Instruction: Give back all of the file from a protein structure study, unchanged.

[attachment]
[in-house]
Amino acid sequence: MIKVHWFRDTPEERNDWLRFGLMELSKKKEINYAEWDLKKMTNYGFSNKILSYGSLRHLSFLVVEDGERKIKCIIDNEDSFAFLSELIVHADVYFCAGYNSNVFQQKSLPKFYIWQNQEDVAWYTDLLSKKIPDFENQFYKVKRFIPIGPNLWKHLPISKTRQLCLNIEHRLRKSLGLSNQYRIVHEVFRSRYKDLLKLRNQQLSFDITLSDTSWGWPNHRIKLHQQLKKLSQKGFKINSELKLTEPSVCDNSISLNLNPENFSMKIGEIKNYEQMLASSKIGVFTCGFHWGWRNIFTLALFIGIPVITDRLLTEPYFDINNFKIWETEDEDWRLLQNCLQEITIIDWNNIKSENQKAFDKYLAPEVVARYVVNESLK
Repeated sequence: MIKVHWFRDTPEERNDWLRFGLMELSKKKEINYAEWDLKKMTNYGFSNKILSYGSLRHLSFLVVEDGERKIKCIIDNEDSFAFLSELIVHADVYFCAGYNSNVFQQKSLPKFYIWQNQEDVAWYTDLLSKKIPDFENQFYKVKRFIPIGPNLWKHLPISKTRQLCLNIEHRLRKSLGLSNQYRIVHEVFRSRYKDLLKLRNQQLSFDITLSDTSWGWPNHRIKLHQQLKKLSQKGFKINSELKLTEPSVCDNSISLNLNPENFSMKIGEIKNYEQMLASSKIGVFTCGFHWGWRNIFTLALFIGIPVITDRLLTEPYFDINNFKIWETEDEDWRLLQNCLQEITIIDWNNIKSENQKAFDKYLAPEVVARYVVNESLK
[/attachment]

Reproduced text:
[in-house]
Amino acid sequence: MIKVHWFRDTPEERNDWLRFGLMELSKKKEINYAEWDLKKMTNYGFSNKILSYGSLRHLSFLVVEDGERKIKCIIDNEDSFAFLSELIVHADVYFCAGYNSNVFQQKSLPKFYIWQNQEDVAWYTDLLSKKIPDFENQFYKVKRFIPIGPNLWKHLPISKTRQLCLNIEHRLRKSLGLSNQYRIVHEVFRSRYKDLLKLRNQQLSFDITLSDTSWGWPNHRIKLHQQLKKLSQKGFKINSELKLTEPSVCDNSISLNLNPENFSMKIGEIKNYEQMLASSKIGVFTCGFHWGWRNIFTLALFIGIPVITDRLLTEPYFDINNFKIWETEDEDWRLLQNCLQEITIIDWNNIKSENQKAFDKYLAPEVVARYVVNESLK
Repeated sequence: MIKVHWFRDTPEERNDWLRFGLMELSKKKEINYAEWDLKKMTNYGFSNKILSYGSLRHLSFLVVEDGERKIKCIIDNEDSFAFLSELIVHADVYFCAGYNSNVFQQKSLPKFYIWQNQEDVAWYTDLLSKKIPDFENQFYKVKRFIPIGPNLWKHLPISKTRQLCLNIEHRLRKSLGLSNQYRIVHEVFRSRYKDLLKLRNQQLSFDITLSDTSWGWPNHRIKLHQQLKKLSQKGFKINSELKLTEPSVCDNSISLNLNPENFSMKIGEIKNYEQMLASSKIGVFTCGFHWGWRNIFTLALFIGIPVITDRLLTEPYFDINNFKIWETEDEDWRLLQNCLQEITIIDWNNIKSENQKAFDKYLAPEVVARYVVNESLK